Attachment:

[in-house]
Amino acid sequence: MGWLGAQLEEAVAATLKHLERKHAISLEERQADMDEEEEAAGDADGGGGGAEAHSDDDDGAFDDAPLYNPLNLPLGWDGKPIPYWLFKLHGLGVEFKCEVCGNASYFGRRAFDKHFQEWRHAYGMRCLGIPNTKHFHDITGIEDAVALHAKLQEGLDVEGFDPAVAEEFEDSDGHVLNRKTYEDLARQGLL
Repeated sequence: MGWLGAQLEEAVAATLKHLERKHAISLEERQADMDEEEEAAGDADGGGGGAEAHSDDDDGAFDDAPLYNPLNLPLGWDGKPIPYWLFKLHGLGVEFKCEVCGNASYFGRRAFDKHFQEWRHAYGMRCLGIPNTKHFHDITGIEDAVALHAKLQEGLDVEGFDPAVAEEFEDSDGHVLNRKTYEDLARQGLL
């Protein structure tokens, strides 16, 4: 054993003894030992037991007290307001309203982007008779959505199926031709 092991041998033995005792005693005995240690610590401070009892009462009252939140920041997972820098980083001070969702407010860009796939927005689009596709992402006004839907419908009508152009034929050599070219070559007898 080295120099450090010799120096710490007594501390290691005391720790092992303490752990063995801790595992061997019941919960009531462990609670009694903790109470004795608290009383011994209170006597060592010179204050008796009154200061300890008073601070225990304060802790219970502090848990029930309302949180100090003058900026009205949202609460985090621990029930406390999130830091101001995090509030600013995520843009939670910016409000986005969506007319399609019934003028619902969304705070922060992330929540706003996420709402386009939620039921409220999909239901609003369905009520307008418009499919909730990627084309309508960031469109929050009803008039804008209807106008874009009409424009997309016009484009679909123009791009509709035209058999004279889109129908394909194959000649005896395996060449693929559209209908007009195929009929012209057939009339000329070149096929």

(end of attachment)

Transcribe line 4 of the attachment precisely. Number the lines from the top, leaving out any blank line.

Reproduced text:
């Protein structure tokens, strides 16, 4: 054993003894030992037991007290307001309203982007008779959505199926031709 092991041998033995005792005693005995240690610590401070009892009462009252939140920041997972820098980083001070969702407010860009796939927005689009596709992402006004839907419908009508152009034929050599070219070559007898 080295120099450090010799120096710490007594501390290691005391720790092992303490752990063995801790595992061997019941919960009531462990609670009694903790109470004795608290009383011994209170006597060592010179204050008796009154200061300890008073601070225990304060802790219970502090848990029930309302949180100090003058900026009205949202609460985090621990029930406390999130830091101001995090509030600013995520843009939670910016409000986005969506007319399609019934003028619902969304705070922060992330929540706003996420709402386009939620039921409220999909239901609003369905009520307008418009499919909730990627084309309508960031469109929050009803008039804008209807106008874009009409424009997309016009484009679909123009791009509709035209058999004279889109129908394909194959000649005896395996060449693929559209209908007009195929009929012209057939009339000329070149096929």